The authors also list in a bureaucratic alphabet 26 particularly complicated to absurd regulations and name ways of simplifying them. Starting with the A1 certificate, which you are sure to take with you on every business trip to other EU countries – or not?


One of the myths that has been circulated time and time again is that the public sector cannot function more efficiently because it is being “saved to death”. At least as far as staffing is concerned, there can be no question of that, as our graphic shows. The number of jobs in the public sector has increased significantly since 2010. It is probably more as the long-standing head of the Regulatory Control Council, Johannes Ludewig, put it in the Handelsblatt: “Everyone is calling for additional permanent positions, but nobody is checking what can actually be done with the available resources.”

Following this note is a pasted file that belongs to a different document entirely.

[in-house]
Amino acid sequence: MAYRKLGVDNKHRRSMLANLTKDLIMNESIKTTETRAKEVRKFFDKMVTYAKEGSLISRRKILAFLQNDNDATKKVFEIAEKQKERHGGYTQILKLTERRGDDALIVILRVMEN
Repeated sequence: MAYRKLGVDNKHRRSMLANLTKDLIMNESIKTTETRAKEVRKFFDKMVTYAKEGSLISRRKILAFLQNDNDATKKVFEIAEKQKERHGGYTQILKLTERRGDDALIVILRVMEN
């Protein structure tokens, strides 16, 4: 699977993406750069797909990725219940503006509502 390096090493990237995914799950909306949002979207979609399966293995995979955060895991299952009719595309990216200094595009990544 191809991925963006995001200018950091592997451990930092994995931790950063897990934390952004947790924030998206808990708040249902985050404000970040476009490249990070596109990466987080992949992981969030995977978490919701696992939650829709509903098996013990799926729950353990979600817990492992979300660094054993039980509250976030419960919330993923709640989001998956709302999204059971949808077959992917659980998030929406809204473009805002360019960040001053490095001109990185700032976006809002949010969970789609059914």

In Europe, there is growing concern that the US could siphon off investments with lavish state aid and further weaken the European economy. “The USA is actually opening a subsidy race and is possibly discriminating against European providers,” said EU Internal Market Commissioner Thierry Breton in an interview with the Handelsblatt. “It is unfortunate that our so-called like-minded partners resort to such means.”

Federal Minister of Economics Robert Habeck even warns of a new trade war. As of today, a transatlantic task force is to look for ways to resolve the conflict.

US President Joe Biden: Return to economic nationalism?

(Photo: TOM BRENNER/The New York Times/R)